Calcium accumulation in the heart increases the risk of heart disease and heart attack. When calcium accumulates in aortic valves, the flow of blood to the heart decreases, which may lead to these life-threatening medical problems. If your doctor diagnosed you with aortic calcification, certain lifestyle and dietary changes may help reduce aortic calcification and protect your heart from future damage. < p > < H3 > calcification < / H3 > < p > aortic calcification is related to arteriosclerosis, which leads to arterial stiffness and coarseness. Arteriosclerosis results in limited blood flow to organs and tissues. Osteocalcin, a protein that helps calcium in and out of the heart, is also often destroyed, leading to calcification. Cardiac calcification is more common in people over 65 years of age, but it may also occur in young patients. When cardiac calcification affects people under 65, other factors, such as birth defects, kidney disease or high cholesterol, are often the culprits. Symptoms include shortness of breath, palpitation, ankle swelling, weight gain, weakness and chest discomfort. Changes in lifestyle
When you take measures to reduce the risk of atherosclerosis, you may also reduce the risk of calcification. When your aorta is flexible and clean, you are unlikely to develop calcification. Exercise is one of the important ways to achieve this goal. The American Heart Association recommends 150 minutes of moderate exercise a week to protect your heart. Walking, jogging, running, cycling, swimming, sports and dancing are all effective ways to incorporate these activities into the week. Dietary changes in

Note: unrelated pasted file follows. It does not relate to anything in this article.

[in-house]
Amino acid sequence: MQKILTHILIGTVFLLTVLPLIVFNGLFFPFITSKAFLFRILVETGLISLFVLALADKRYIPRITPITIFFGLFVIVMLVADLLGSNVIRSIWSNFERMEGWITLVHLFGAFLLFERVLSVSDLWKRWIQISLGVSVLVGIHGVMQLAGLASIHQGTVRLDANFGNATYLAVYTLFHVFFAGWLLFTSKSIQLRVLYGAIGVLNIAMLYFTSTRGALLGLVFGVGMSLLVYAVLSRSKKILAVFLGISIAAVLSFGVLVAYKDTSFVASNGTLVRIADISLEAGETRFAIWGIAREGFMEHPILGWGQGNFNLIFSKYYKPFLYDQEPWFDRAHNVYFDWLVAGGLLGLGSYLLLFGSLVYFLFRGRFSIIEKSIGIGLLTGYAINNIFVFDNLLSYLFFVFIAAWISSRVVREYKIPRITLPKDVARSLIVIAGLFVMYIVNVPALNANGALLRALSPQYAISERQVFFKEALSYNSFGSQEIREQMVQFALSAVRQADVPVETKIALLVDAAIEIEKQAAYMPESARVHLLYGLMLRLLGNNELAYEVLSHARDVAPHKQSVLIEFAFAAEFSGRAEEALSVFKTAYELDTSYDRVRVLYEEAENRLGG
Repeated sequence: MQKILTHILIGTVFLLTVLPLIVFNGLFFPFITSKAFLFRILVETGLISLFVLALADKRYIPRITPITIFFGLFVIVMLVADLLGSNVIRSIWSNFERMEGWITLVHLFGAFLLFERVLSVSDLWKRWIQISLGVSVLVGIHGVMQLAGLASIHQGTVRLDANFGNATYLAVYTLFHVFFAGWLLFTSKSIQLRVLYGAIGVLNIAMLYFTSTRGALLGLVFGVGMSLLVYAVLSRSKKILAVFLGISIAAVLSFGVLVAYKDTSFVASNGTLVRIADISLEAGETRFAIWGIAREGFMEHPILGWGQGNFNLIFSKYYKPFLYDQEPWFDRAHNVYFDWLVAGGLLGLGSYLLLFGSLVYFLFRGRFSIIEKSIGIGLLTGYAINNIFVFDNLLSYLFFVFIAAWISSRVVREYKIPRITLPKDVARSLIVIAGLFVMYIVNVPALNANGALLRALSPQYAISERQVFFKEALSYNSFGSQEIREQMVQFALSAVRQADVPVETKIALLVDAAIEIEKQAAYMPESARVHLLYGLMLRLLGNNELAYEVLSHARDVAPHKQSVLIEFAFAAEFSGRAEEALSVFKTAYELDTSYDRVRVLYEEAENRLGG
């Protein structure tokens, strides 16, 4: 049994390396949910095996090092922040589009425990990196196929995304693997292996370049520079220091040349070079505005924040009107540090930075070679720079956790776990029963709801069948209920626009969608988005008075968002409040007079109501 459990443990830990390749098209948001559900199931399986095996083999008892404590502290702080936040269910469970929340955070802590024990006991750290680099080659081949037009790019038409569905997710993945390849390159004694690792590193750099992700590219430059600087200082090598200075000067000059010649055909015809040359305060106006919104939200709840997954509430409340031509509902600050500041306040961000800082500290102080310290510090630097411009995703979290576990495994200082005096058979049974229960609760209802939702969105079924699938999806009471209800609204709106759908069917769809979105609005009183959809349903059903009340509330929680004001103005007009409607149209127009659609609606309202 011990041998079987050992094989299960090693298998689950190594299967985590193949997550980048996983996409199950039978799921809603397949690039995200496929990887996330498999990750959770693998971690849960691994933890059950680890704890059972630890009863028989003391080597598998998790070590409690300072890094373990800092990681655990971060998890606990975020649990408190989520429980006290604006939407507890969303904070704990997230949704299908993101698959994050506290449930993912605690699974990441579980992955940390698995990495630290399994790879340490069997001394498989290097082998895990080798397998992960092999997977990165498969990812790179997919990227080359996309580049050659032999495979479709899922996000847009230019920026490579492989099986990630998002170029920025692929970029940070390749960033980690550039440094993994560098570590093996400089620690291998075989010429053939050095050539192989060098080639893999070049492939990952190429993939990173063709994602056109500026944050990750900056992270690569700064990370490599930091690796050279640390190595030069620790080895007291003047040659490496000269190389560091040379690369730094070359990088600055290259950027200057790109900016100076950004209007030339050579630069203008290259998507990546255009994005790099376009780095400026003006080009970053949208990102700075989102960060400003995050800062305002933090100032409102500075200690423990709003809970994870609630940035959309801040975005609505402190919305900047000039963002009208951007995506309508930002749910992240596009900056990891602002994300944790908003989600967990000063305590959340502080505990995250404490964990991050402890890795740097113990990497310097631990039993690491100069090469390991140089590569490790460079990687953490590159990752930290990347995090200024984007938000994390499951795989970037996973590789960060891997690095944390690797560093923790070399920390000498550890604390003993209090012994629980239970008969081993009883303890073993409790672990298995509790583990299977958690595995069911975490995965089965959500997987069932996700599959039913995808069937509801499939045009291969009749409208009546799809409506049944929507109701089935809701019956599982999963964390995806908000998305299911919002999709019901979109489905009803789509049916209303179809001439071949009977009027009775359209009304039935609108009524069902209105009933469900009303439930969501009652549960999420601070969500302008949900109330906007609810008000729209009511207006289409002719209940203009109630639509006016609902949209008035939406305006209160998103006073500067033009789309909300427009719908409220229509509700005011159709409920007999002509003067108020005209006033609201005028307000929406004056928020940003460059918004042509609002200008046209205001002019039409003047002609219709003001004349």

eating more nutritious foods may also help reduce the risk of atherosclerosis, which may help to reduce calcium deposition in the heart. Adding five to nine servings of fresh fruits and vegetables to your diet can help reduce the risk of atherosclerosis. Whole grains, such as oatmeal and whole wheat pasta, may also help reverse calcium deposition in the heart. Eating foods that are low in saturated fat and cholesterol is another way to increase the elimination of cardiac calcification. Limit alcohol consumption, too.
If you have any symptoms of aortic calcification, please see a doctor immediately. Your doctor may do a heart scan to get an accurate image of your heart and determine the presence and location of calcium deposits. According to mayoclinic.com, mild aortic calcification may not require treatment. More seriously, when one of your heart valves becomes very narrow, aortic valve replacement may be required. Ask your doctor what dietary changes and exercise are appropriate for your condition and health history.